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?Bike Cab? Rickshaws Proposed For Melbourne CBD Photo:
bike_cab_melbourne_01_kimbra_02 Photo: tmr
bike_cab_melbourne_01_kimbra_01 Photo: tmr
bike_cab_melbourne_02 Photo: tmr
bike_cab_melbourne_03 Photo: tmr
bike_cab_melbourne_04 Photo: tmr
 
 
Mike Stevens | Sep, 23 2014 | 4 Comments

You might have seen them while holidaying in any number of Asian cities, but the iconic rickshaw could soon be a common sight in Melbourne’s CBD.

As debate rages over the virtues of the Napthine Government’s East-West Link, two Melbournites have launched a company that they hope will help commuters deal with the city’s increasingly congested roads.

The new business, called ‘Bike Cabs’, is the creation of designer and RMIT lecturer Tim Collins, and New Zealand-born designer Jesse Badger.

The pair have applied to the city of Melbourne for a licence to run as many as 12 of the pedal-and-electric powered cabs, although intending to launch with just four.

The focus of the service is on short trips for one to two passengers, those often left stranded by cab drivers unwilling to accept low-paying fares.

“Taxi drivers often dislike short-trip fares. I think most people will agree that industry could definitely do with some more competition,” Collins said in a video promoting the service.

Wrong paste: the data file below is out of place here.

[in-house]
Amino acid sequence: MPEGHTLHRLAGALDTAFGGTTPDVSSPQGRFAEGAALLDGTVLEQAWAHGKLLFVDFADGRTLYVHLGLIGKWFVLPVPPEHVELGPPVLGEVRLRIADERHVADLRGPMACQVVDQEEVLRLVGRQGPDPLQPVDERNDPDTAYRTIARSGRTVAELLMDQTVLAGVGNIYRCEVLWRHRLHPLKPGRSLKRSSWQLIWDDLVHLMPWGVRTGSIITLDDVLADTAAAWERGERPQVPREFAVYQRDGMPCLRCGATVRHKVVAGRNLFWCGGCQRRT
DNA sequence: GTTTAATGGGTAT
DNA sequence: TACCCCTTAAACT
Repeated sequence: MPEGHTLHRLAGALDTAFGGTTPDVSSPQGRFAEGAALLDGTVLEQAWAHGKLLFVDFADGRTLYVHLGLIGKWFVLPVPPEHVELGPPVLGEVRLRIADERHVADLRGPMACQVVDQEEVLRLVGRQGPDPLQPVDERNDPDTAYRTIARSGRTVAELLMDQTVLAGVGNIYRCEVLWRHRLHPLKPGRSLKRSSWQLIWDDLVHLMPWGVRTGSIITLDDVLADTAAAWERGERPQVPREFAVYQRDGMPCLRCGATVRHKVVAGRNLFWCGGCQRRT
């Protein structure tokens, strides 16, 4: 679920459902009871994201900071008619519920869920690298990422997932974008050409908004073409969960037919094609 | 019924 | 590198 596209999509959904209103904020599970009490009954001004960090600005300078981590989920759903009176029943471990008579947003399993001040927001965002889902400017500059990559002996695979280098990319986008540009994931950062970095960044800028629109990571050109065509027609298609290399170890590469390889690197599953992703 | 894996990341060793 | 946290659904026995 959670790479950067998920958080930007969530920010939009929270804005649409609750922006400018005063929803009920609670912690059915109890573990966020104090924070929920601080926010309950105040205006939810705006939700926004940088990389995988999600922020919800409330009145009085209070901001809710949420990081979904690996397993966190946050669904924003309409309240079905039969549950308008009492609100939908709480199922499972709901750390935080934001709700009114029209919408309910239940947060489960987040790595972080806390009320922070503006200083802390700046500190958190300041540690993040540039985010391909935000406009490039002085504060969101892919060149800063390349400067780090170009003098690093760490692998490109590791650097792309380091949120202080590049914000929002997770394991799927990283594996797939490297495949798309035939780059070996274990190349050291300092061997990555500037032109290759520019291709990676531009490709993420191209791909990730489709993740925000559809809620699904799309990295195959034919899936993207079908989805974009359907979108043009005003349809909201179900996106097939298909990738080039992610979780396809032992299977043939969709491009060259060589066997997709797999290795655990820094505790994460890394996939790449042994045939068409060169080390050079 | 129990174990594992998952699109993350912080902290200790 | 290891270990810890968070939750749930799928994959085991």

The environmental benefits and potential tourist appeal of the 'rickshaw-cabs' are seen as central benefits of the proposed service.

“Our bikes are powered by fit and healthy riders instead of fossil fuel. They're also equipped with small electric motors to help our riders climb steep hills, and for long hauls with multiple passengers.

The lithium batteries required to power these motors are recharged using green renewable energy sources.”

Collins hopes to maintain Bike Cab ranks in the CBD, in areas around the north, centre, south, east and west of the city centre.

Using the Bike Cab service would incur a $5 flag-fall, with the trip then charged at $2.50 per kilometre. Also to be offered should the proposal be approved will be $30 half-hour tours of the city.

Above: musician Kimbra promotes the Bike Cab service." class="small img-responsive"/>
Above: musician Kimbra promotes the Bike Cab service.
Collins said that customers will initially be able to book a ride online, by phone or by hailing a Bike Cab in the street, although a mobile app is also planned.

The Bike Cab business is no sure thing at this stage, however, with the pair currently working to build the funds needed for at least four of the $6000 rickshaw-style bikes.

To get it over the line - and to test the appeal of the business model - Collins and Badger have launched a campaign on crowd-funding website Pozible.com.

Those interested in the project can head to http://pozi.be/melbournebikecabs to learn more, or to pledge funds towards its success.

MORE: Victoria | Cycling | Traffic News

 
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